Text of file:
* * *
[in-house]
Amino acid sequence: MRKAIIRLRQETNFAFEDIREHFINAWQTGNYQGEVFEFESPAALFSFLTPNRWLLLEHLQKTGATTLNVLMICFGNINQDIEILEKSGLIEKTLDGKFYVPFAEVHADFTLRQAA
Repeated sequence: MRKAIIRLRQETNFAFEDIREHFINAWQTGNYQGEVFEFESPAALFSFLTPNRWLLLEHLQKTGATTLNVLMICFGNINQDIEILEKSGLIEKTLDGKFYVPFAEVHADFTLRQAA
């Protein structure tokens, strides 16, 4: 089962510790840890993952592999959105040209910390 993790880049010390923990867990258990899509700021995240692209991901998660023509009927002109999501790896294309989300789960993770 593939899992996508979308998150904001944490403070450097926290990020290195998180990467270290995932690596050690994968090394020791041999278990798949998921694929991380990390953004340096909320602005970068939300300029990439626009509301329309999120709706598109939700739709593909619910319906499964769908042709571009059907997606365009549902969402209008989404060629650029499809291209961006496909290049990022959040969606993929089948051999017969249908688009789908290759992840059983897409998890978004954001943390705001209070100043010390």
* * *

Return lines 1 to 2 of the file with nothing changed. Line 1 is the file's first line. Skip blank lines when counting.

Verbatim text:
[in-house]
Amino acid sequence: MRKAIIRLRQETNFAFEDIREHFINAWQTGNYQGEVFEFESPAALFSFLTPNRWLLLEHLQKTGATTLNVLMICFGNINQDIEILEKSGLIEKTLDGKFYVPFAEVHADFTLRQAA